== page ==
Page One

Council May Face State in Court to Stop Moth Spray

By Judith Scherr
Friday February 29, 2008

The state secretary of agriculture failed to convince the Berkeley City Council Tuesday night that aerial spraying of a pesticide to eradicate the Light Brown Apple Moth (LBAM) is either necessary or benign.  

With the support of some five dozen anti-spray constituents packing the meeting room, the council voted not only to join neighboring cities in statements of opposition to the spray, but also to consider going to court to prevent the state from moving forward with plans to spray Bay Area counties in August. 

The vote on the measure was  

8-1, with Councilmember Kriss Worthington in opposition. Both Worthington and Councilmem-ber Dona Spring—Spring voted for the item—said they thought the statement wasn’t strong enough. Speaking to the Planet on Thursday, Spring said the council should have formalized its intent to sue the state at the the Tuesday meeting. “There’s no real commitment to it,” she said. 

The council will meet in closed session March 17 to discuss the range of legal options that could include a multi-city lawsuit against the California Department of Food and Agriculture (CDFA) to halt the spraying planned for Alameda, Contra Costa, San Francisco, Marin, Santa Clara and San Mateo counties. 

At the Tuesday meeting, Spring took on CDFA Secretary A. G. Kawamura, who had come to the session to promote the CDFA spray plan. “I suggest, sir, that you don’t protect public health by ramming [the spray] down the throat of the population,” she said. 

Accompanied by two highway patrol officers posted at the back of the Council Chambers, Kawamura addressed the council, speaking of what he said was an urgent need to confront the threat of the Light Brown Apple Moth. 

“This moth is voracious,” he said, arguing that because the LBAM is known to feed on some 250 different food crops, it is a major concern for the state’s agribusiness.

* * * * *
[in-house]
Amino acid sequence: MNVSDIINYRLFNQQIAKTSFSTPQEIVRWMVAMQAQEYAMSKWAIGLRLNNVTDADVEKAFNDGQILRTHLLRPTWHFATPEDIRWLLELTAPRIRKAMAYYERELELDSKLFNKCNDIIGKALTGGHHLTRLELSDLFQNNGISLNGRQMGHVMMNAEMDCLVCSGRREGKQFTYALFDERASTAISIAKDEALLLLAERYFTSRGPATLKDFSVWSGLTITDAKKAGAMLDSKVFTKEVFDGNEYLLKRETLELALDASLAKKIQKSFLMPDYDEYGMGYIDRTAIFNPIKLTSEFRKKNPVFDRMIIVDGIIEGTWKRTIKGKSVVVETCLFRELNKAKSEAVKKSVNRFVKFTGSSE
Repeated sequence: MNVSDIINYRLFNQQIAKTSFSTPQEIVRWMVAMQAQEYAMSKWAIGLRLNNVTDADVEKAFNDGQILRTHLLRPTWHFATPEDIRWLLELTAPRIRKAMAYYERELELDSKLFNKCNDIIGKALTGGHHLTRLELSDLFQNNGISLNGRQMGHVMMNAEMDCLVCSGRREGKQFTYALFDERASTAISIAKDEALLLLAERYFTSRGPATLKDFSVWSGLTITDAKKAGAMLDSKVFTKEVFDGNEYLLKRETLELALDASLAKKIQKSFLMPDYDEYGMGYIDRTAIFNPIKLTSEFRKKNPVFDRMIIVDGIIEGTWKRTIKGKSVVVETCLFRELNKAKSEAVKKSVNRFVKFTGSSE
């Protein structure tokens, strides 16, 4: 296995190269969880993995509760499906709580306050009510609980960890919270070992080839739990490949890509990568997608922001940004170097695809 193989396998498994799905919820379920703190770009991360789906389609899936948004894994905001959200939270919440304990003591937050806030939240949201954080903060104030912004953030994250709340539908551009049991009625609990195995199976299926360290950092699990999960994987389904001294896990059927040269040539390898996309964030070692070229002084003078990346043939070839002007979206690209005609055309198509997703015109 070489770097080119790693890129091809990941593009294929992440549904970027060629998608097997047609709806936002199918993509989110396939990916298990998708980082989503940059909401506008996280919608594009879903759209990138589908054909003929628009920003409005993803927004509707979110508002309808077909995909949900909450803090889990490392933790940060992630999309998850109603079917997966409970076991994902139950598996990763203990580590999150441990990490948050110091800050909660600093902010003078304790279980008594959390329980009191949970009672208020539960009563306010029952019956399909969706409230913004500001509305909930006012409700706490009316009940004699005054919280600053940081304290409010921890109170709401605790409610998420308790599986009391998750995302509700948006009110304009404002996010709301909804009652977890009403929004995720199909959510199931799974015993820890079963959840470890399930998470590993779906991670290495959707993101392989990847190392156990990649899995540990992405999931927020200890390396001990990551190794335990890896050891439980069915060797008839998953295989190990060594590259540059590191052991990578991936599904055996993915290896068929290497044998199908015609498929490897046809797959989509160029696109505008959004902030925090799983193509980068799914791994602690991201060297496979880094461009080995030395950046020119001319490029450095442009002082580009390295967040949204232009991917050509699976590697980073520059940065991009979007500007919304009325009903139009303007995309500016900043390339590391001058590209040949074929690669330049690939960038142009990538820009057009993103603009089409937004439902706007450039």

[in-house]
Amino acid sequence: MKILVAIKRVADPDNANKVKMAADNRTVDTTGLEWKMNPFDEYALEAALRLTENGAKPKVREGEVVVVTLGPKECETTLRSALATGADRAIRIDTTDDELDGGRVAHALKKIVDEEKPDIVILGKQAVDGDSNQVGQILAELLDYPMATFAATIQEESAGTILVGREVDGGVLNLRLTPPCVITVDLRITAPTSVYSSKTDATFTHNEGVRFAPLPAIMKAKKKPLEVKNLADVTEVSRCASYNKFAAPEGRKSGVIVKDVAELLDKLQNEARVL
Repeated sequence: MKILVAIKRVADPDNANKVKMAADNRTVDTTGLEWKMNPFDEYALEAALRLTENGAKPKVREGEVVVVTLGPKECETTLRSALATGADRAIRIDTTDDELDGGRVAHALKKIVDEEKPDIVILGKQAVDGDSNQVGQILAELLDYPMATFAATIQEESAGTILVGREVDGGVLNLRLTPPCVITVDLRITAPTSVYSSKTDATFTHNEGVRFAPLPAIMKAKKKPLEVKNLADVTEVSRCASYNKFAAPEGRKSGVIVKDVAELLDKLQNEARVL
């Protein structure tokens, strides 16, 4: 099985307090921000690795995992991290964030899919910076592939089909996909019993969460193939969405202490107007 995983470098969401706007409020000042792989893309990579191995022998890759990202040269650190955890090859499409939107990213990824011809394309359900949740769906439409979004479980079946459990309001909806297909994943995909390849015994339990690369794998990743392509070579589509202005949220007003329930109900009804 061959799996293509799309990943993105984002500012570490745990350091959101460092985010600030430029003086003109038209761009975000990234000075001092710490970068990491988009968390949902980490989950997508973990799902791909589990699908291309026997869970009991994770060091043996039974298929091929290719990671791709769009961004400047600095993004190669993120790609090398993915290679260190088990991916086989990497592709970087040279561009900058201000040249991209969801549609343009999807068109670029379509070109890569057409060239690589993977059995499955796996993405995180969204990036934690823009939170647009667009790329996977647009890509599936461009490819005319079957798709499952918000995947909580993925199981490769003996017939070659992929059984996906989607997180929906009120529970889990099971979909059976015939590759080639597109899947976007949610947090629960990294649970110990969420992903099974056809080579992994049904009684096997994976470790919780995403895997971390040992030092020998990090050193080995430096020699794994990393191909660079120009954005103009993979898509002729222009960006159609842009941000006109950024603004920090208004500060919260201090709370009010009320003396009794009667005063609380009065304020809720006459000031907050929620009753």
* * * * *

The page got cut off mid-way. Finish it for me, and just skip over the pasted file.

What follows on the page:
The moth has multiplied rapidly over a brief period of time, which is why no actual crop damage has been reported in California, he told the council. “People say, ‘let us see the damage.’ But we’re trying to prevent the damage,” he said.  

Councilmembers wanted to know why the spraying would begin before an environmental impact report has been completed. 

Kawamura explained that stopping the moth is “time-sensitive. The LBAM is spreading as we speak,” he said. 

If the state sprays before the infestation grows, total eradication is possible; if not, it could spread all over California, the U.S. and beyond, he argued. 

After Kawamura’s presentation, in a brief interview with the secretary, the Planet asked for specifics on who had advocated for the spray. Kawamura responded that officials in 48 states feared an infestation from California. Pressed for documentation, he said he was contacted personally by the officials. “There are no letters,” he said. “I see them at meetings.”  

Similarly, he said there are no written requests from the various county officials who had approached him. He also said that citrus growers had not made a request.  

“The public obligation to our department is to protect human health … and the food supply,” he told the Planet. 

At issue is the spraying of CheckMate, a pesticide made by Suterra LLC, a product that consists of a synthetic pheromone that causes mating disruption in the LBAM. When sprayed by air, the pheromone is contained in microcapsules with inert ingredients. 

Gov. Arnold Schwarzenegger has told the Planet through spokespeople that he has faith in the decision of the CDFA to spray. He said that the $144,000 contribution to him by the owner of Suterra, Stewart Resnick, did not influence his opinion. 

The aerial spray was used for the first time in an urban area in September when sprayed for four days in Monterey and Santa Cruz counties.